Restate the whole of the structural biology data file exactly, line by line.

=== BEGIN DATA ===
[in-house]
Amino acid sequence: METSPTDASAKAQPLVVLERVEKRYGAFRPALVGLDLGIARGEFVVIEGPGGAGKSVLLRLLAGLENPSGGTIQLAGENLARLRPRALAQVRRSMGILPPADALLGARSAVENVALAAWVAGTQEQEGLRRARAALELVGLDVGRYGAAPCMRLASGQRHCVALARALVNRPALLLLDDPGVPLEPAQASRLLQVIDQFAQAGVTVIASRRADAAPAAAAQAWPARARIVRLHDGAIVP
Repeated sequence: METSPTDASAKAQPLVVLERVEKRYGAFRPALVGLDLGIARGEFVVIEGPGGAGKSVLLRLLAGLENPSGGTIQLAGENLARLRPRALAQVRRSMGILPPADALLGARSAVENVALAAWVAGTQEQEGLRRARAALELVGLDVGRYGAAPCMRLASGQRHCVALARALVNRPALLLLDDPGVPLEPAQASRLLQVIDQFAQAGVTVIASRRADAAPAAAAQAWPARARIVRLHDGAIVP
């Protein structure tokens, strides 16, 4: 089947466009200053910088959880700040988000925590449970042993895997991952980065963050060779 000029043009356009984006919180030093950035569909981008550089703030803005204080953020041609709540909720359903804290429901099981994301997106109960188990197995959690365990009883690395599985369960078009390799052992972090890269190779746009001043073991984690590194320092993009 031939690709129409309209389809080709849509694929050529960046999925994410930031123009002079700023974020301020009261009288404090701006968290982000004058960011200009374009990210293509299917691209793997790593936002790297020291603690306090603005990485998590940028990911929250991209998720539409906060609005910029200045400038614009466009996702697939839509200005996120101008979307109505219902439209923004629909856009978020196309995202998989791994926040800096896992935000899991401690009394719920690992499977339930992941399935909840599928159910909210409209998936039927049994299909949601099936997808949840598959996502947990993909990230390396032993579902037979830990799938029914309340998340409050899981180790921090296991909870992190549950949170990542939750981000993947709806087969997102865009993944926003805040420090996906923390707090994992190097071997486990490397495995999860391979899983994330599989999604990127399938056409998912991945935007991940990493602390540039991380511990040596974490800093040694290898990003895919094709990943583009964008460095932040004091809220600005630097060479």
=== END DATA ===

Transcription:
[in-house]
Amino acid sequence: METSPTDASAKAQPLVVLERVEKRYGAFRPALVGLDLGIARGEFVVIEGPGGAGKSVLLRLLAGLENPSGGTIQLAGENLARLRPRALAQVRRSMGILPPADALLGARSAVENVALAAWVAGTQEQEGLRRARAALELVGLDVGRYGAAPCMRLASGQRHCVALARALVNRPALLLLDDPGVPLEPAQASRLLQVIDQFAQAGVTVIASRRADAAPAAAAQAWPARARIVRLHDGAIVP
Repeated sequence: METSPTDASAKAQPLVVLERVEKRYGAFRPALVGLDLGIARGEFVVIEGPGGAGKSVLLRLLAGLENPSGGTIQLAGENLARLRPRALAQVRRSMGILPPADALLGARSAVENVALAAWVAGTQEQEGLRRARAALELVGLDVGRYGAAPCMRLASGQRHCVALARALVNRPALLLLDDPGVPLEPAQASRLLQVIDQFAQAGVTVIASRRADAAPAAAAQAWPARARIVRLHDGAIVP
């Protein structure tokens, strides 16, 4: 089947466009200053910088959880700040988000925590449970042993895997991952980065963050060779 000029043009356009984006919180030093950035569909981008550089703030803005204080953020041609709540909720359903804290429901099981994301997106109960188990197995959690365990009883690395599985369960078009390799052992972090890269190779746009001043073991984690590194320092993009 031939690709129409309209389809080709849509694929050529960046999925994410930031123009002079700023974020301020009261009288404090701006968290982000004058960011200009374009990210293509299917691209793997790593936002790297020291603690306090603005990485998590940028990911929250991209998720539409906060609005910029200045400038614009466009996702697939839509200005996120101008979307109505219902439209923004629909856009978020196309995202998989791994926040800096896992935000899991401690009394719920690992499977339930992941399935909840599928159910909210409209998936039927049994299909949601099936997808949840598959996502947990993909990230390396032993579902037979830990799938029914309340998340409050899981180790921090296991909870992190549950949170990542939750981000993947709806087969997102865009993944926003805040420090996906923390707090994992190097071997486990490397495995999860391979899983994330599989999604990127399938056409998912991945935007991940990493602390540039991380511990040596974490800093040694290898990003895919094709990943583009964008460095932040004091809220600005630097060479």